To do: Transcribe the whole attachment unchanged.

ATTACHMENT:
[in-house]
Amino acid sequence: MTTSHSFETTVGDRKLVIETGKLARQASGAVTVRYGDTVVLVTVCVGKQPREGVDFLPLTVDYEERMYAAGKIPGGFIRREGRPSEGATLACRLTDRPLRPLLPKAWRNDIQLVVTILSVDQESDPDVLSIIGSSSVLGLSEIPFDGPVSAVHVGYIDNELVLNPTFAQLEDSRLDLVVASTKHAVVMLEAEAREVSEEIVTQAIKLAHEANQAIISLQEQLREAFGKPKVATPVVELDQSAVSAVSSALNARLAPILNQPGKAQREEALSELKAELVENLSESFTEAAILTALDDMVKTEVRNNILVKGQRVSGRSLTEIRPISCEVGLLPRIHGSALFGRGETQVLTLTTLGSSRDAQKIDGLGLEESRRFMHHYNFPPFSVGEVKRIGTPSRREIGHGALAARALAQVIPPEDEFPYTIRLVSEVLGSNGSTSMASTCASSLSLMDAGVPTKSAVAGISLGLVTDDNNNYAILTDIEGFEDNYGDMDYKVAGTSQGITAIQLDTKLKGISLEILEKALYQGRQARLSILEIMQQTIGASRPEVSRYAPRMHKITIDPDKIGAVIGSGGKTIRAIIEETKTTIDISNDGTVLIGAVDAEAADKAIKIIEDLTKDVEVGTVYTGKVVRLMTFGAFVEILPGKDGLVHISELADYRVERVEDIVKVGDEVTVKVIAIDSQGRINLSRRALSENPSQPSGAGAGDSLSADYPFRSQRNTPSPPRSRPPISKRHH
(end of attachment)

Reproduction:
[in-house]
Amino acid sequence: MTTSHSFETTVGDRKLVIETGKLARQASGAVTVRYGDTVVLVTVCVGKQPREGVDFLPLTVDYEERMYAAGKIPGGFIRREGRPSEGATLACRLTDRPLRPLLPKAWRNDIQLVVTILSVDQESDPDVLSIIGSSSVLGLSEIPFDGPVSAVHVGYIDNELVLNPTFAQLEDSRLDLVVASTKHAVVMLEAEAREVSEEIVTQAIKLAHEANQAIISLQEQLREAFGKPKVATPVVELDQSAVSAVSSALNARLAPILNQPGKAQREEALSELKAELVENLSESFTEAAILTALDDMVKTEVRNNILVKGQRVSGRSLTEIRPISCEVGLLPRIHGSALFGRGETQVLTLTTLGSSRDAQKIDGLGLEESRRFMHHYNFPPFSVGEVKRIGTPSRREIGHGALAARALAQVIPPEDEFPYTIRLVSEVLGSNGSTSMASTCASSLSLMDAGVPTKSAVAGISLGLVTDDNNNYAILTDIEGFEDNYGDMDYKVAGTSQGITAIQLDTKLKGISLEILEKALYQGRQARLSILEIMQQTIGASRPEVSRYAPRMHKITIDPDKIGAVIGSGGKTIRAIIEETKTTIDISNDGTVLIGAVDAEAADKAIKIIEDLTKDVEVGTVYTGKVVRLMTFGAFVEILPGKDGLVHISELADYRVERVEDIVKVGDEVTVKVIAIDSQGRINLSRRALSENPSQPSGAGAGDSLSADYPFRSQRNTPSPPRSRPPISKRHH